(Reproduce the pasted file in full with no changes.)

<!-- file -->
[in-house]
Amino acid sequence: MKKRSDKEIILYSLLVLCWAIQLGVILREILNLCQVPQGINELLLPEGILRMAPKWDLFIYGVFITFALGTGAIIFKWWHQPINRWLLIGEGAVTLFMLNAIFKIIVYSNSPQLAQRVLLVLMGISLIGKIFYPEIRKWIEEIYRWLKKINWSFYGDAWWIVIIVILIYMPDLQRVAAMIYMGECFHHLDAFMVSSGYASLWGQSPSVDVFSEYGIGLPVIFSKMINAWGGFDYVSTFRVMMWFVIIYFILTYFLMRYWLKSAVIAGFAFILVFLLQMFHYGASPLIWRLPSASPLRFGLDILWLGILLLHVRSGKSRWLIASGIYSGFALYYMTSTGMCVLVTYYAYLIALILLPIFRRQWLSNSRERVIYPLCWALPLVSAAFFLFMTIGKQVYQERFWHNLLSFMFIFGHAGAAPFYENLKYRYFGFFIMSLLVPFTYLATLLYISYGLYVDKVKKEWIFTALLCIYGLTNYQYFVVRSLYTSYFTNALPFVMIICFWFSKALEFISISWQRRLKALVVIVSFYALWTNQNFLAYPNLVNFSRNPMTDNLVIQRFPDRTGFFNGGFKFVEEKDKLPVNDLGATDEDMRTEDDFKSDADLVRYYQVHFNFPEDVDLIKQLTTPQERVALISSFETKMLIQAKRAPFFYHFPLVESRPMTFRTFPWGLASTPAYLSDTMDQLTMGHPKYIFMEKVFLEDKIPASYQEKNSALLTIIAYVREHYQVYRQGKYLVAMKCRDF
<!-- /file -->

[in-house]
Amino acid sequence: MKKRSDKEIILYSLLVLCWAIQLGVILREILNLCQVPQGINELLLPEGILRMAPKWDLFIYGVFITFALGTGAIIFKWWHQPINRWLLIGEGAVTLFMLNAIFKIIVYSNSPQLAQRVLLVLMGISLIGKIFYPEIRKWIEEIYRWLKKINWSFYGDAWWIVIIVILIYMPDLQRVAAMIYMGECFHHLDAFMVSSGYASLWGQSPSVDVFSEYGIGLPVIFSKMINAWGGFDYVSTFRVMMWFVIIYFILTYFLMRYWLKSAVIAGFAFILVFLLQMFHYGASPLIWRLPSASPLRFGLDILWLGILLLHVRSGKSRWLIASGIYSGFALYYMTSTGMCVLVTYYAYLIALILLPIFRRQWLSNSRERVIYPLCWALPLVSAAFFLFMTIGKQVYQERFWHNLLSFMFIFGHAGAAPFYENLKYRYFGFFIMSLLVPFTYLATLLYISYGLYVDKVKKEWIFTALLCIYGLTNYQYFVVRSLYTSYFTNALPFVMIICFWFSKALEFISISWQRRLKALVVIVSFYALWTNQNFLAYPNLVNFSRNPMTDNLVIQRFPDRTGFFNGGFKFVEEKDKLPVNDLGATDEDMRTEDDFKSDADLVRYYQVHFNFPEDVDLIKQLTTPQERVALISSFETKMLIQAKRAPFFYHFPLVESRPMTFRTFPWGLASTPAYLSDTMDQLTMGHPKYIFMEKVFLEDKIPASYQEKNSALLTIIAYVREHYQVYRQGKYLVAMKCRDF